Advocates for better health care for the world's poor are fond of the mantra that "infections know no boundaries." Part of this logic evokes the reality of our global community, connected by the easy and frequent movement of people across national borders. But this mantra is also meant as a warning, reminding those of us in wealthier nations that we just might not be safe from exposure to the poor, huddled, coughing masses. HIV, tuberculosis, and other infectious diseases on the African continent have been declared a U.S. national security priority. When the global extent of the multi-drug resistant tuberculosis epidemic was being uncovered-in part by the community-based efforts of our small non-profit health care organization working in the slums of Lima, Peru - news of exposure to drug-resistant tuberculosis on international flights made headlines. The emergence of SARS and the worldwide fear it evoked mobilized unprecedented resources in a very short period of time.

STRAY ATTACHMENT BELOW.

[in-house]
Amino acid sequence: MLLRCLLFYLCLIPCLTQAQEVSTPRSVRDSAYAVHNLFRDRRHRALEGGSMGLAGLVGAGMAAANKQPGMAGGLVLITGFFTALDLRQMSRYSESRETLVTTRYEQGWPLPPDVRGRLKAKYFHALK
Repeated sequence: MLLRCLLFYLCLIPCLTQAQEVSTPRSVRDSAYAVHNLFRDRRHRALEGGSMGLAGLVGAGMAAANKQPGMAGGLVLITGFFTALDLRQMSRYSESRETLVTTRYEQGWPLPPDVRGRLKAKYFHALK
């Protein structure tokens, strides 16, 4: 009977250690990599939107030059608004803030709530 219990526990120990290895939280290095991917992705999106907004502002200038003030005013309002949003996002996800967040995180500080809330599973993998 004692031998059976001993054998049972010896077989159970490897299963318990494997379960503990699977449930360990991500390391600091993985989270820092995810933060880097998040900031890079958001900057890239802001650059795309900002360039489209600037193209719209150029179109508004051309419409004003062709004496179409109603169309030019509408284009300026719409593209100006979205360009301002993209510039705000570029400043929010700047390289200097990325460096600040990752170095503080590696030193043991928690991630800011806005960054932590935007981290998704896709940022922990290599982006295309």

Lyon, Evan and Farmer, Paul
"Inequality, Infections, and Community-Based Health Care,"
Yale Journal of Health Policy, Law, and Ethics:
1, Article 18.
Available at: http://digitalcommons.law.yale.edu/yjhple/vol5/iss1/18